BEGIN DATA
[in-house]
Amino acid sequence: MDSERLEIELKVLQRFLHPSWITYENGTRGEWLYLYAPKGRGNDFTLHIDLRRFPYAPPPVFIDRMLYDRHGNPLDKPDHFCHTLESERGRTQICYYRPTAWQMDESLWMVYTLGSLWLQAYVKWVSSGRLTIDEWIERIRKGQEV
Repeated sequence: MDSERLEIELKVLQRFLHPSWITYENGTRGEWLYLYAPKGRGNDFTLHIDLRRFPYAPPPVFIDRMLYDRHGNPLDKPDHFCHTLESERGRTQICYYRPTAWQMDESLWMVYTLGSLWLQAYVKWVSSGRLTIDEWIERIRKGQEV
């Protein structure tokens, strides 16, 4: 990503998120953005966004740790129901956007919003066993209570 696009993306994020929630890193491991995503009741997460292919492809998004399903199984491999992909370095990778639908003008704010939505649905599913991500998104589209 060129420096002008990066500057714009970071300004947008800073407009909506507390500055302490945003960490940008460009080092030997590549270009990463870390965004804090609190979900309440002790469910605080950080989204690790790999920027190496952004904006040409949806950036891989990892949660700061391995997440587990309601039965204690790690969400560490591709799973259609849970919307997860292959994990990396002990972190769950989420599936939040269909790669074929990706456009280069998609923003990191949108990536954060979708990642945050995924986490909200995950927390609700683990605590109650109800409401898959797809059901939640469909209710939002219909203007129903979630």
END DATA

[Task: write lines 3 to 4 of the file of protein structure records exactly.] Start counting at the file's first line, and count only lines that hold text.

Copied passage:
Repeated sequence: MDSERLEIELKVLQRFLHPSWITYENGTRGEWLYLYAPKGRGNDFTLHIDLRRFPYAPPPVFIDRMLYDRHGNPLDKPDHFCHTLESERGRTQICYYRPTAWQMDESLWMVYTLGSLWLQAYVKWVSSGRLTIDEWIERIRKGQEV
């Protein structure tokens, strides 16, 4: 990503998120953005966004740790129901956007919003066993209570 696009993306994020929630890193491991995503009741997460292919492809998004399903199984491999992909370095990778639908003008704010939505649905599913991500998104589209 060129420096002008990066500057714009970071300004947008800073407009909506507390500055302490945003960490940008460009080092030997590549270009990463870390965004804090609190979900309440002790469910605080950080989204690790790999920027190496952004904006040409949806950036891989990892949660700061391995997440587990309601039965204690790690969400560490591709799973259609849970919307997860292959994990990396002990972190769950989420599936939040269909790669074929990706456009280069998609923003990191949108990536954060979708990642945050995924986490909200995950927390609700683990605590109650109800409401898959797809059901939640469909209710939002219909203007129903979630």